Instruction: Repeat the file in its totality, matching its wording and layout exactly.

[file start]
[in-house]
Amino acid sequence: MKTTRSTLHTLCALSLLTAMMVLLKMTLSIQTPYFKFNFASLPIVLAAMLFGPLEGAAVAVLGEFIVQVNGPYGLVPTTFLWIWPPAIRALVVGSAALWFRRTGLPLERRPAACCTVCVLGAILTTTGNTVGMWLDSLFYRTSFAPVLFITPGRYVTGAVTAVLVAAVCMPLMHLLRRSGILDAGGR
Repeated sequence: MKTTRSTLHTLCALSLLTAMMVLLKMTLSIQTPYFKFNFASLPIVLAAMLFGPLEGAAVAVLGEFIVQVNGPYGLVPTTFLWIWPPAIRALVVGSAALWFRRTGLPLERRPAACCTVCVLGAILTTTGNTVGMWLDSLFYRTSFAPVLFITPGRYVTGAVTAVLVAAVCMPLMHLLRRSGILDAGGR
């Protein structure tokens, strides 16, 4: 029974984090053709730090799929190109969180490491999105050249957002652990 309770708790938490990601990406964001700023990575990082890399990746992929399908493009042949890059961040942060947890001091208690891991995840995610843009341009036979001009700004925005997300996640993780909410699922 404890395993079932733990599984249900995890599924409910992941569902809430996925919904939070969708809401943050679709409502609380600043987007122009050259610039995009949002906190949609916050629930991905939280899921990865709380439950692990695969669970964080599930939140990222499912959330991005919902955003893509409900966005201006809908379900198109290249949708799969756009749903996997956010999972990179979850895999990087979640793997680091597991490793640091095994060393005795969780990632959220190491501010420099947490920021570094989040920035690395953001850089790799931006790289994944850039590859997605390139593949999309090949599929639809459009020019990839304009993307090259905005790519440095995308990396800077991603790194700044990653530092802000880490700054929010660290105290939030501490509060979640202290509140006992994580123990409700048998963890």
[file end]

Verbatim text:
[in-house]
Amino acid sequence: MKTTRSTLHTLCALSLLTAMMVLLKMTLSIQTPYFKFNFASLPIVLAAMLFGPLEGAAVAVLGEFIVQVNGPYGLVPTTFLWIWPPAIRALVVGSAALWFRRTGLPLERRPAACCTVCVLGAILTTTGNTVGMWLDSLFYRTSFAPVLFITPGRYVTGAVTAVLVAAVCMPLMHLLRRSGILDAGGR
Repeated sequence: MKTTRSTLHTLCALSLLTAMMVLLKMTLSIQTPYFKFNFASLPIVLAAMLFGPLEGAAVAVLGEFIVQVNGPYGLVPTTFLWIWPPAIRALVVGSAALWFRRTGLPLERRPAACCTVCVLGAILTTTGNTVGMWLDSLFYRTSFAPVLFITPGRYVTGAVTAVLVAAVCMPLMHLLRRSGILDAGGR
């Protein structure tokens, strides 16, 4: 029974984090053709730090799929190109969180490491999105050249957002652990 309770708790938490990601990406964001700023990575990082890399990746992929399908493009042949890059961040942060947890001091208690891991995840995610843009341009036979001009700004925005997300996640993780909410699922 404890395993079932733990599984249900995890599924409910992941569902809430996925919904939070969708809401943050679709409502609380600043987007122009050259610039995009949002906190949609916050629930991905939280899921990865709380439950692990695969669970964080599930939140990222499912959330991005919902955003893509409900966005201006809908379900198109290249949708799969756009749903996997956010999972990179979850895999990087979640793997680091597991490793640091095994060393005795969780990632959220190491501010420099947490920021570094989040920035690395953001850089790799931006790289994944850039590859997605390139593949999309090949599929639809459009020019990839304009993307090259905005790519440095995308990396800077991603790194700044990653530092802000880490700054929010660290105290939030501490509060979640202290509140006992994580123990409700048998963890």